Story by Andre Bishop
Having been an ambassador for sake in Australia for fifteen years, I must say it is extremely satisfying to see its acceptance here finally come of age. There is still a long way to go, but the signs are certainly showing that sake has found a friend in Aussie drinkers.
In recent times sake has had a tumultuous journey both domestically in Japan and abroad, as it tries to compete on the world stage against the plethora of beverages vying for attention.
In its own backyard, sake has unfortunately suffered much neglect from young Japanese drinkers who have been tempted with spirits, wine and craft beer.
Sake consumption in Japan as a whole has been in decline for the past 17 years. The one consolation is that the rate of premium sake as opposed to low quality sake has improved, a win for craft sake.
The international interest in sake is great, but still only constitutes a small percentage of the total volume of sake produced. The stalling of sake consumption at home has thankfully got the attention of the Japanese government. On one hand they are obviously annoyed at the reduced tax revenue declining sales deliver, but they also have the foresight to see the gradual loss of a national treasure.
Sake or more correctly Nihonshu translates as “the drink of Japan”; it is its lifeblood, entwined deeply in the country’s cultural and spiritual heritage.
It is there at birth, it is there at death, it is there for life’s celebrations and victories; it is a purifier and has great religious significance. It is truly the lifeblood of a nation.
This heritage brew and the artisans that craft it need support and guidance to ensure that the Japanese themselves rediscover their national drink and that the world market is made aware of this most fantastic of beverages.
Due to government funding, I was invited by a local prefectural council to go to Japan and help their brewers get export ready. I’d like to share my experience – let me introduce you to brewers of Kurashiki, a river port city in the Okayama prefecture.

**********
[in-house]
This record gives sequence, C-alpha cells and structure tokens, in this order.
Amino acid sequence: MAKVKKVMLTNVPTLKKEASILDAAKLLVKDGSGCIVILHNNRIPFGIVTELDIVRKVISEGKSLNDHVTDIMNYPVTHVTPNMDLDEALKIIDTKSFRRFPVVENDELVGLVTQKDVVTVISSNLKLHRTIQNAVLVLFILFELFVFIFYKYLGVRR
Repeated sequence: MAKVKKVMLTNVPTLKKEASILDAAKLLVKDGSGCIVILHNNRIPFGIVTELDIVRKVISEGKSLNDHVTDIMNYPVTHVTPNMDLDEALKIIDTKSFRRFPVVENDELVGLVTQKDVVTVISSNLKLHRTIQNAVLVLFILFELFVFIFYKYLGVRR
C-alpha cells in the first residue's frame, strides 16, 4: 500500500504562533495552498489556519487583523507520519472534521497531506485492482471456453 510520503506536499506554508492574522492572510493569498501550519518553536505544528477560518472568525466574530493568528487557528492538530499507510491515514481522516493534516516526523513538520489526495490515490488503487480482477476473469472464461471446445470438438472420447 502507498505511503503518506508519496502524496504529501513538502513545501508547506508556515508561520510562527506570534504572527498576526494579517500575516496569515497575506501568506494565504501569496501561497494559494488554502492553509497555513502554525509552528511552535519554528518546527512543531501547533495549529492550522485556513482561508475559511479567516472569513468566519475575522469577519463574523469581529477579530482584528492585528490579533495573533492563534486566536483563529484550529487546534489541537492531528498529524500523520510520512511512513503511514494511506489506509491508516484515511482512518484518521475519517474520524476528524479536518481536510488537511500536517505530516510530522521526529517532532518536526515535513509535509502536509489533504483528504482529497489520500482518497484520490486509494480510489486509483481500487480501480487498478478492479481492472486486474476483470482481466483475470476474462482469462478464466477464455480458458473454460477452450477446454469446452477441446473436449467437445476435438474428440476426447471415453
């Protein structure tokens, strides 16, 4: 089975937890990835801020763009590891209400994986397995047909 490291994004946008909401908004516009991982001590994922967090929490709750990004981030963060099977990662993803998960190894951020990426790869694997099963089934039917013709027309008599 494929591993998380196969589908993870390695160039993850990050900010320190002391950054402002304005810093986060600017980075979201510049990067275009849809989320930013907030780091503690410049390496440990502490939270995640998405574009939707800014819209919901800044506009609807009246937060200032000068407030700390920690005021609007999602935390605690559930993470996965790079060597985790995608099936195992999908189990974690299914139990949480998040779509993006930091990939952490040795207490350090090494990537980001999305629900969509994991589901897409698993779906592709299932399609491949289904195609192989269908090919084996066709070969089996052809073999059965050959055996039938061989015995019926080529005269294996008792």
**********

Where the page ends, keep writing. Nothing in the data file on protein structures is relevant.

I was invited to Kurashiki to speak to local sake brewers about how to maximize their export potential to Australia and beyond. I expressed my opinion on what styles best suit the majority of food sake is consumed with here in Australia. I presented my ideas on label design and content, production considerations, consumer preferences, legal requirements, marketing strategies and distribution opportunities. I was humbled by the positive feedback I received and it gave me great satisfaction to be able to assist the brewers with the benefit of my local knowledge.
The highlight of my time in Kurashiki was without a doubt the visits to the individual kura (sake brewery). Meeting the people who make sake is always the most rewarding aspect of my profession. Every brewery is different. The layouts are unique, the equipment is unique, production techniques differ, and it is always a journey of discovery.
I spent four days experiencing Kurashiki. Meeting the people, visiting the breweries, walking the streets of the old town, eating the local food, and of course drinking the amazing jizake (local craft sake). I was also very impressed with the quality and skill of the local artists and craftsmen. From Bizen pottery to Kurashiki glass there is an incredible dedication and focus to making artisan products using the best materials.
I also sensed there was a Kurashiki style.
Bizen pottery is raw, shaped and fired with a natural beauty that does not need to be overly decorated. It speaks for itself. Kurashiki glass is thick, sturdy, wasteless, faithful and humble. An object of beauty but designed for everyday use, not to sit in a glass cabinet. In both cases – the feeling is honest, rustic, genuine, reliable & beautiful. I feel the same spirit is contained in Kurashiki sake.
In general terms there tends to be a regional “character” to sake, however, unlike wine, the fruit or the terroir does not determine this regionality, it is more commonly influenced by the local food and preference of style. This is changing a little with the renewed interest in local rice strains, but in recent history small brewers brew for the locals, and locals like to drink sake that matches well with the local cuisine.
In broad terms, if I was to summarize the “character” of Kurashiki sake I would say it is full bodied with a rich, depth of flavor as opposed to say, the lighter, drier styles of Niigata for example.